A week later, when we mobilized communities around Tshwane, the EFF and its leader, Julius Malema, will present their plans to South Africa in an effort to persuade voters to support red berets in this year's provincial and national elections.
The opening of the EFF manifesto will take place on Saturday in the giant stadium Soshanguve.
The Red Berets, just like the ANC, who launched their manifesto last month, held hearing tours with various sectors of the community, creating to decide what should be included in its manifesto.
Half a month before its launch in 2014, the party has strengthened its role in the country's political landscape, taking into account the many battles in Parliament, in the courts and in creating a public discourse.
READ: We have forgiven Zuma, says Malema
These include a hand in the fall of former President Jacob Zuma, changing the political face of higher education institutions and taking on the role of soldiers, helping the DA to control three meters – Johannesburg, Tshwane and Nelson Mandela Bay (NMB) – after the 2016 municipal survey.
It also played an important role in punishing the DA and in taking over the power of the DA and its NMBs, Athol Trollip.
These are some of the areas that a party could concentrate on, although it will also have to rely on some of the projects it started in five years.th administration.
The EFF has often been one of the leading votes on the land issue. It was through this party that the proposal to drain the land without compensation was ultimately passed to the National Assembly. The party also held discussions on this issue and whether South Africa should seek to amend a constitutional clause to become an opportunity.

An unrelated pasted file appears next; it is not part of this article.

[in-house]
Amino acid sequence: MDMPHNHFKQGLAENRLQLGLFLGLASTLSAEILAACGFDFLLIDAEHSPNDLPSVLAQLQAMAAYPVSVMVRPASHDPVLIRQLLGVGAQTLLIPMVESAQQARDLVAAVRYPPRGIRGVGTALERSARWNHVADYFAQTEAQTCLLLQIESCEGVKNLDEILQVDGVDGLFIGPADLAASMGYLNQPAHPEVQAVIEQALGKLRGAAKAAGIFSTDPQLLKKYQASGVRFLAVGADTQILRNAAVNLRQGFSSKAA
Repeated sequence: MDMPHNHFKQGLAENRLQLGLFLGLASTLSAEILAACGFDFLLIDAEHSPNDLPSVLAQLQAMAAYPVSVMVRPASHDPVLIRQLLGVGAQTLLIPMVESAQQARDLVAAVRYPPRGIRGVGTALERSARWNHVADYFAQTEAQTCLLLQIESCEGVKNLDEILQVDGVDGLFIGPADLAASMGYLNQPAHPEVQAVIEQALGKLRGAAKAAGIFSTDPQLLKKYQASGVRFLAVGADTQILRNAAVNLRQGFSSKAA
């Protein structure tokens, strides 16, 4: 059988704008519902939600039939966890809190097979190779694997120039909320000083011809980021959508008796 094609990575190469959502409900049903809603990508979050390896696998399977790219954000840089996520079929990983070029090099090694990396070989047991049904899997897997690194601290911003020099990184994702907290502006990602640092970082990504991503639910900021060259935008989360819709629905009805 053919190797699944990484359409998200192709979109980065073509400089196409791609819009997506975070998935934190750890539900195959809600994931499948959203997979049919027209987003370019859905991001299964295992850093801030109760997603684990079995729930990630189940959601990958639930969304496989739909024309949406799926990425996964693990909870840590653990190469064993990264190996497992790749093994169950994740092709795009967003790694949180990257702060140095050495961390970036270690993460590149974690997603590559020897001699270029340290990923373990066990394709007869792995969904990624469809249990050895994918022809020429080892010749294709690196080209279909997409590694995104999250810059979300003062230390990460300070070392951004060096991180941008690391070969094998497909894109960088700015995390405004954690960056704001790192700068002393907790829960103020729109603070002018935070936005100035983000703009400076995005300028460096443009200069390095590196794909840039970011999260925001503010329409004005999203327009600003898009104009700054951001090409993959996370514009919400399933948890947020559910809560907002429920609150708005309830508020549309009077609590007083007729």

Malem will have to sell his party's land, some of which have been described as too radical. The EFF has proposed that the whole land should come into the hands of the state, and that those who want to use it for productive means are leased.
It is also expected that the party will continue to invite people to occupy free land, resulting in Malema being charged under the Riotous Assemblies Act, the law of the apartheid era, which is still in the law books.
The EFF will also share its plans on how it intends to tackle the problem of unemployment, which is an extremely difficult situation, aggravated by the sluggish economy in South Africa. Although the country is now formally excluded from the technical downturn, 26.7% of its population is still unemployed.
President Cyril Ramaphosa has sought to attract investors to help stimulate the economy and create jobs, but the EFF has argued that any plans to tackle unemployment should be clear, with deadlines and deadlines.
The EFF has managed to ensure the safety of many workers who were previously offered "casual" or "contract work" in municipalities where it cooperates with the relevant lead party. As a result, employees of Tshwane, Johannesburg and Nelson Mandela Bay worked.
The EFF seems to believe that some jobs should only be reserved for South Africans, as in a country where more and more foreign citizens are looking for employment due to political instability and difficult economic problems in their countries of origin.
The leaders of the EFF, who had loved those who were looking for someone who took Zuma, had lost some of their parts of society because many are not sure what to do with the party and its ongoing war with the media and some ANC politicians.
Recently, the party has been rooted in claims that it is linked to the collapse of VBS Mutual Bank, where more than 50 individuals and companies have been charged with bankruptcy near R2bn. The party's vice-president Floyd Shabbambu's brother has received money from the bank's major shareholders, and the claim on both Shivambu and EFF has been cut.
Although the party has rejected all claims that they are affiliated with VBS, narration has been detained and some of the other political parties have used VBS robbery to discredit some EFF leaders.
The European Fisheries Fund has made a number of promises in recent weeks, including increasing social grants, and older people promised to increase from R1 700 to R3 400.
The party has also insisted that they are not just election promises, but commitments that people could use to hold their responsibility if it were held in victory in May.
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